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What Is the Point of Academic Books?

Academic publishing has confusing and contradictory goals. No one is likely to find a perfect means of reconciling them all. But as different presses and different libraries experiment with different models, they may find better ways of making information both free and/or remunerative.
   
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How to target a journal that's right for your research

Hitting a target is not easy, and neither is selecting a journal for your research paper. An appropriate target journal is one that publishes work on the subject your paper addresses and which, because of its various qualities, serves your needs and aspirations. Some researchers are under pressure to publish anywhere, while others are lured by prestigious but often unattainable journals. Either case can lead researchers away from journals that might give them the audience and impact they need. Here the author outlines how to target a truly appropriate journal for your research.
   
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Research Data Management and Libraries: Relationships, Activities, Drivers and Influences

The management of research data is now a major challenge for research organisations. Vast quantities of born-digital data are being produced in a wide variety of forms at a rapid rate in universities. This paper analyses the contribution of academic libraries to research data management (RDM) in the wider institutional context. In particular it: examines the roles and relationships involved in RDM, identifies the main components of an RDM programme, evaluates the major drivers for RDM activities, and analyses the key factors influencing the shape of RDM developments.
   
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A Bibliometric Study Of Scholarly Articles Published By Library And Information Science Authors About Open Access

This study aims to gain a greater understanding of the development of open access practices amongst library and information science authors, since their role is integral to the success of the broader open access movement. Data were collected from scholarly articles about open access by library and information science authors from 2003 until 2011 found in the Library and Information Science Abstracts database. A bibliometric approach is taken for the information gathered from 203 articles. Excel and SPSS were used to derive descriptive statistics and correlations. Overall an open access rate of 60% was found, which was lower than expected considering 94% of these articles appeared to endorse open access.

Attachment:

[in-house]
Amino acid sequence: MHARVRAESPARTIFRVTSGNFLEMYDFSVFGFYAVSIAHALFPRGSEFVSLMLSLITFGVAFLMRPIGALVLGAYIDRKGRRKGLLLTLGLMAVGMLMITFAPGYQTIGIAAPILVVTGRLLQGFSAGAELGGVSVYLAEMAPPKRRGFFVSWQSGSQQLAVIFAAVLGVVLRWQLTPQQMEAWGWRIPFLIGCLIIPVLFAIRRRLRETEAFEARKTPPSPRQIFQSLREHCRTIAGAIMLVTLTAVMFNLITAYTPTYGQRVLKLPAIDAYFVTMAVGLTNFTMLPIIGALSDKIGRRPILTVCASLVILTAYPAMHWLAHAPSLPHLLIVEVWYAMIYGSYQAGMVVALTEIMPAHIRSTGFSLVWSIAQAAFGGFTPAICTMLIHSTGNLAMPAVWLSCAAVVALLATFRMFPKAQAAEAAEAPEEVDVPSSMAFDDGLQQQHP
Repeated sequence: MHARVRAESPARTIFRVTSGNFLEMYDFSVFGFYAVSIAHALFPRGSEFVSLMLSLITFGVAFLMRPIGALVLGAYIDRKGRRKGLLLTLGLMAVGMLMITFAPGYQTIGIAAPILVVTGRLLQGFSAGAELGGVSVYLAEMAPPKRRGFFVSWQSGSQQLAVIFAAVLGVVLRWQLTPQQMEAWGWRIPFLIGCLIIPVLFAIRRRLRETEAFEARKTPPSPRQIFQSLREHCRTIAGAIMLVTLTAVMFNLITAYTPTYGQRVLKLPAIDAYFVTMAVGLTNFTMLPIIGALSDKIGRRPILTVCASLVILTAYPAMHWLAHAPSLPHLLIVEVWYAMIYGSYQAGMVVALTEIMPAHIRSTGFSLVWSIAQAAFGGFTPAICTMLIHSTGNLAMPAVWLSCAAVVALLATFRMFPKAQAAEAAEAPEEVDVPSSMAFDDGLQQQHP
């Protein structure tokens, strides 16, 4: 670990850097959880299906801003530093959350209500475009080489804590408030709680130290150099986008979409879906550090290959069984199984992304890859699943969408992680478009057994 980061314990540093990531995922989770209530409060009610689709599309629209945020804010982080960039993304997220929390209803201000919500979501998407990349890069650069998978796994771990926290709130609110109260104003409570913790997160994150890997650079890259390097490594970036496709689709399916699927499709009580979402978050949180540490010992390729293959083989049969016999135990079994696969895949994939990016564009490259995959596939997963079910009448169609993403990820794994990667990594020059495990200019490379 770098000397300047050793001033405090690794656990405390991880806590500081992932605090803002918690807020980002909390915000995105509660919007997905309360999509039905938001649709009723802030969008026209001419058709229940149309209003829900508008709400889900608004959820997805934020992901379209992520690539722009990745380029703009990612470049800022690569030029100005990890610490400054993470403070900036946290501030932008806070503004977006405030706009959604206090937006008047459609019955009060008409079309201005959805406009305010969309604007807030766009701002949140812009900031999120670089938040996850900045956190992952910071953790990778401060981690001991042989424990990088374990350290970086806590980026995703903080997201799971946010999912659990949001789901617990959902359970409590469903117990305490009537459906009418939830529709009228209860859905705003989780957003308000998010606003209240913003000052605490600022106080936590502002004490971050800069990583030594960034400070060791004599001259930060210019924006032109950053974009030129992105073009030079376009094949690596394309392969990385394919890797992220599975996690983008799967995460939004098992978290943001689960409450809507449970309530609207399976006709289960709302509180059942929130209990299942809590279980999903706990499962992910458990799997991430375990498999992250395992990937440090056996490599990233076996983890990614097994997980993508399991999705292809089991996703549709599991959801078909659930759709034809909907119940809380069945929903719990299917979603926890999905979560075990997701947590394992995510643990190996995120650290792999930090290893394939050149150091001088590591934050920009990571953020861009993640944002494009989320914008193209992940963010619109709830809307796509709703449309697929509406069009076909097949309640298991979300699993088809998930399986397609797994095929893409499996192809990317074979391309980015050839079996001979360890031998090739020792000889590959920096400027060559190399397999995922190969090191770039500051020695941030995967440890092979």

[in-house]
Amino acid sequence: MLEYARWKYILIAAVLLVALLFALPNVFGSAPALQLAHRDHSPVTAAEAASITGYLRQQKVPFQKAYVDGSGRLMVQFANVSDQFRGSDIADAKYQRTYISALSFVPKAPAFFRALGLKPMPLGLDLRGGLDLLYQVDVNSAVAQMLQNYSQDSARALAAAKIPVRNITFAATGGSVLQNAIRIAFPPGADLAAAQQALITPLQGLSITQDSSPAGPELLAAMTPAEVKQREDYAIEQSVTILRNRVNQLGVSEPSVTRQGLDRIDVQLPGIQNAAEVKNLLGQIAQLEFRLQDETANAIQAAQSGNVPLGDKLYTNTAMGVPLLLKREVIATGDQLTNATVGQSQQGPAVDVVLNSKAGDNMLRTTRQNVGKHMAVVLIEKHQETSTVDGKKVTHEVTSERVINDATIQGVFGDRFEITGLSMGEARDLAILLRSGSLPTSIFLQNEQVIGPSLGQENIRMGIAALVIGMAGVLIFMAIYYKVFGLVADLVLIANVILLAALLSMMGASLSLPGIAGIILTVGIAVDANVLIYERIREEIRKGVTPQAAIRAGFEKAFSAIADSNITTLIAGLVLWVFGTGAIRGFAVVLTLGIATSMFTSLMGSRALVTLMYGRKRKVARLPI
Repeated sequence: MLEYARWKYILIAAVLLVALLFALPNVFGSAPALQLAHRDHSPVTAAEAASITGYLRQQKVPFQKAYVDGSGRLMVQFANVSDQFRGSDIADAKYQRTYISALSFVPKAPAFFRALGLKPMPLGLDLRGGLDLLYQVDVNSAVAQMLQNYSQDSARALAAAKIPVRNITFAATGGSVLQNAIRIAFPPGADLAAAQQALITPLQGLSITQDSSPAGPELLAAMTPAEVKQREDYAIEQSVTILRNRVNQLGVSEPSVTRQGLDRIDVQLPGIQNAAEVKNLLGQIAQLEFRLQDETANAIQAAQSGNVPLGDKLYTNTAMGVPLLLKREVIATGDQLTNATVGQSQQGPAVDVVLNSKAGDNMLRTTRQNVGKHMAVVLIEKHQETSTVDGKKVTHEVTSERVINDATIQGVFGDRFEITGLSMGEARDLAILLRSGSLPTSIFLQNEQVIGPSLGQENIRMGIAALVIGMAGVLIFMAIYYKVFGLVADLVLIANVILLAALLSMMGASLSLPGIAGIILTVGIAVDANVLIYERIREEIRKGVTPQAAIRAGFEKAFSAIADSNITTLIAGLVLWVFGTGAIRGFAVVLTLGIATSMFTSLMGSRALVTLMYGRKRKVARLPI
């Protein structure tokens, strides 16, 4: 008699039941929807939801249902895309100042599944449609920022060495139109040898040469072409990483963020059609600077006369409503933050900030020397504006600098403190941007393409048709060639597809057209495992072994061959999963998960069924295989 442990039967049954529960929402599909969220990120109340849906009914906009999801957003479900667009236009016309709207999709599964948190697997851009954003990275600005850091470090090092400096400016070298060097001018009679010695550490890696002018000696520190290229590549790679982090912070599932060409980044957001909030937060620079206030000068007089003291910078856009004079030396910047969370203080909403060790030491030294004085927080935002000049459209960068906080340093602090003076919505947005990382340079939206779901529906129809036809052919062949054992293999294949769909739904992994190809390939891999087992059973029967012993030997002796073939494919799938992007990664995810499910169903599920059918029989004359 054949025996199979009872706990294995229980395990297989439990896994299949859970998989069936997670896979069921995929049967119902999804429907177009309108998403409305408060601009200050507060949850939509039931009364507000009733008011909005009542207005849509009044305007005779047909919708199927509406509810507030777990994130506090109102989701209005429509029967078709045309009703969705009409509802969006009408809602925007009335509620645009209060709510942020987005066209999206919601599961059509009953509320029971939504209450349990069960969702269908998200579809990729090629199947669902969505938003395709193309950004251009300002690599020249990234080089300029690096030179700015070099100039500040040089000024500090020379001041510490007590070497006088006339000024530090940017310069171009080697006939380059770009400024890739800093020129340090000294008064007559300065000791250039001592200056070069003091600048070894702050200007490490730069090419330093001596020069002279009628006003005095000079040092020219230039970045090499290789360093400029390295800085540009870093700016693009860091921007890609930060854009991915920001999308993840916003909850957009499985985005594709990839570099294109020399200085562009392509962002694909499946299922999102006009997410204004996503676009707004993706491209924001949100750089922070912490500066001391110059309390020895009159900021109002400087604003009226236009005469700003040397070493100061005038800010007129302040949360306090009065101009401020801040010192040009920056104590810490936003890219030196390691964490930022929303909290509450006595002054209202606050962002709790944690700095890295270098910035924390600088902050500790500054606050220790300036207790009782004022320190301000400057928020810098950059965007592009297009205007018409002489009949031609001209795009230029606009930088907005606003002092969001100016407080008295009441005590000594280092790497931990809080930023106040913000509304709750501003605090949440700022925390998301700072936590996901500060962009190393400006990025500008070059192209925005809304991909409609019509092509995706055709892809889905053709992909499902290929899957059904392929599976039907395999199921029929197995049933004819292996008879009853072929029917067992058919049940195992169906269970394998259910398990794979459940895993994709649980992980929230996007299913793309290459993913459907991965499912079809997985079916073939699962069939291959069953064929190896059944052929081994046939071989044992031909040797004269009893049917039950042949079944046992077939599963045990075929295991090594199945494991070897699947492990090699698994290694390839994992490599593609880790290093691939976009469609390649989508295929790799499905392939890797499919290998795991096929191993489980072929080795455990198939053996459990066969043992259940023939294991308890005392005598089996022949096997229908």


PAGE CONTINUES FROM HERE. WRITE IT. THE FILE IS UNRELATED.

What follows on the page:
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Are APCs changing the the role of the scholarly library forever?

One of the most significant differences between traditional journal publishing and open access publishing is that it turns the way that content is funded on its head. Instead of putting content behind the paywall of a subscription, open access journals make the research they publish available to anyone. Open access publishing itself comes in two flavours. 'Green' open access is self-archiving and works by researchers submitting their content to an open access repository, which is free to the author. The other model is 'gold' open access, which requires a payment - usually called an Article Processing Fee (APC) - to be made before an article can be published. Gold open access is funded either by subsidy or support from an academic institution (e.g. a university or government body) or authors paying what are called for their contributions to be published.
   
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